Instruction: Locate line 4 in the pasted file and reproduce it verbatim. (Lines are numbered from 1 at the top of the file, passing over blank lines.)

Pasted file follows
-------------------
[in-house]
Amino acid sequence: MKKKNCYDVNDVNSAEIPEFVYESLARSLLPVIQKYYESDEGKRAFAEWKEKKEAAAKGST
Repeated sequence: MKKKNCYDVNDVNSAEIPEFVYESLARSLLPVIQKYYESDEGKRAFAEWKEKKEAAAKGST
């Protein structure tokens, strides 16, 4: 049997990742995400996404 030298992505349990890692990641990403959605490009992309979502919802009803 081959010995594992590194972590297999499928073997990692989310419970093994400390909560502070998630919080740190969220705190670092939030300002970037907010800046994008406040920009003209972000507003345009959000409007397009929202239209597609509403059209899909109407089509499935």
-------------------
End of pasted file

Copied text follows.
């Protein structure tokens, strides 16, 4: 049997990742995400996404 030298992505349990890692990641990403959605490009992309979502919802009803 081959010995594992590194972590297999499928073997990692989310419970093994400390909560502070998630919080740190969220705190670092939030300002970037907010800046994008406040920009003209972000507003345009959000409007397009929202239209597609509403059209899909109407089509499935």